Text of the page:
Drawers 8 and 9

I’ve slowed the drawer review (here and here) while working on other things. But it’s a useful exercise for me, uncovering some works in progress I’d stalled on, at the least, or forgotten completely at the worst.

One of the things I’d forgotten was a stack of 9-patch parts in red and light/neutral. They made up seven blocks, which is a difficult number to use by itself. Nine-patches are pretty easy to emulate, though, so last week I made another ten of them using different reds. I still had some of the light fabric, but not enough for ten more blocks, so I subbed in a couple of things that blend well. Besides the 9-patches, I made a set of 18 hourglass blocks. The hourglass blocks and 9-patches now alternate in a 5×7 block setting. With a border, they made up a perfect top for another VA hospital quilt. I’ll finish it in January for donation through my guild.

Besides the VA hospital quilt using those orphaned patches, I’m also working on an art quilt, which is also a medallion quilt. Or it’s a medallion quilt that also is an art quilt. No photos now, as I’m still feeling protective, but I’m quite pleased with it so far.

Back to the drawer review. As mentioned before, under my cutting table I have three plastic drawer units on casters. Each unit has three drawers. Over this past year when I’ve needed to mimic order in my studio, I’ve stuffed a lot of things in those drawers. It clears the surfaces, which helps me creatively! But truly it just moves the mess elsewhere, doesn’t it?

I already showed you Drawers 1 through 7. They held a broad range of things, from scraps and parts to plastic zip bags, to some intriguing projects in process.

Drawer 8 mostly holds faded intentions and motivations, along with a lot of fabric that needs to be sorted back into the stash bins. A friend of mine, Kristin, lived for several years in Wales. While there she fell in love with Welsh quilts. They are notable for the amazing hand quilting on both pieced and wholecloth quilts. Though often not made from solids, the pieced quilts are often compared to American Amish quilts, and it’s not clear, historically, to what extent designs were shared and in what direction. Many of the Welsh pieced quilts are in the medallion (or “frame”) format, so they hold extra attraction to me.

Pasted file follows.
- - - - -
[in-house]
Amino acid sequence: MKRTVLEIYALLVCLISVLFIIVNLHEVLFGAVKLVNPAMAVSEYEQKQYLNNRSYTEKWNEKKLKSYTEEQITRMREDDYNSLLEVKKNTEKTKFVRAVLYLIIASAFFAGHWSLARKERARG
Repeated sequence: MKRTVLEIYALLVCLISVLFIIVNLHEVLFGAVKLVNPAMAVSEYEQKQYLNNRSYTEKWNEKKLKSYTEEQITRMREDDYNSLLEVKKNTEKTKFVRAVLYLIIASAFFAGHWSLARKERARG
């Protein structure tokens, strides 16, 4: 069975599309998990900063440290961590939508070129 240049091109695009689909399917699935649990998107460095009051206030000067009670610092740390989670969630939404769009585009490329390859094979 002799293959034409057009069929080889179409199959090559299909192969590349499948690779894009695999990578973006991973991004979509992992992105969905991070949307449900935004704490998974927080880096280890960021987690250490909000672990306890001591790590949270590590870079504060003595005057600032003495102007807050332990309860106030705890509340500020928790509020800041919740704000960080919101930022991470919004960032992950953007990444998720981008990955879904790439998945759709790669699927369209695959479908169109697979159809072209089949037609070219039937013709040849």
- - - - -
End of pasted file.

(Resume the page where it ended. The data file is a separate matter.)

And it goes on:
Kristin will be presenting to our local quilt guild soon about Welsh quilts. As she shared some of the information with me early in the year, I got inspired to try making quilts in the same style. I even bought this lovely book on making them. As you can see from the cover, many of the designs are for medallions. And while I love the rich, deep colors you see here, I also wondered about making them with brighter, cheerier colors.

A mixture, I thought, of greys with pinks and yellows would keep some of the traditional flavor, while also demonstrating that the format is beautiful regardless of colors used. But I also was taken with the Welsh tradition of using shirtings and suit woolens. I went to a local thrift shop and bought several shirts, including in pink gingham and yellow floral print, to use. I made one lovely little quilt (to show you another day) before losing energy and motivation. Now the fabrics, including some blacks and reds, need to be sorted back into stash.

Drawer 9 The final drawer is where I stuffed the Green Man drawings. This is another project I hope to return to in 2020. 

Now that I know what is in these drawer units, I can put some things in better places, and make a list of ongoing projects. Knowing what’s here will help me use my time better, so I can create in more satisfying ways.

Drawer 7

My last post, Getting It Out in the Open, surveyed six of nine plastic drawers in my studio. Over the past several months, the drawers have been victims of entropy. “Entropy” is a great word. Do you know what it means? It is a physics term, a noun. One of its more general meanings is “a gradual decline into disorder.” Life is often like that, isn’t it?

In fact, the first six drawers were just about as ordered as they ever are. It’s the last three that have suffered. Here is Drawer 7, and this is where things start to get interesting.

First up is a few tidbits cut from some beautiful African fabric I bought a few years ago at a quilt show. I have a basic plan for these but haven’t gotten to them yet. That’s a basic oatmeal-colored carpet underneath it.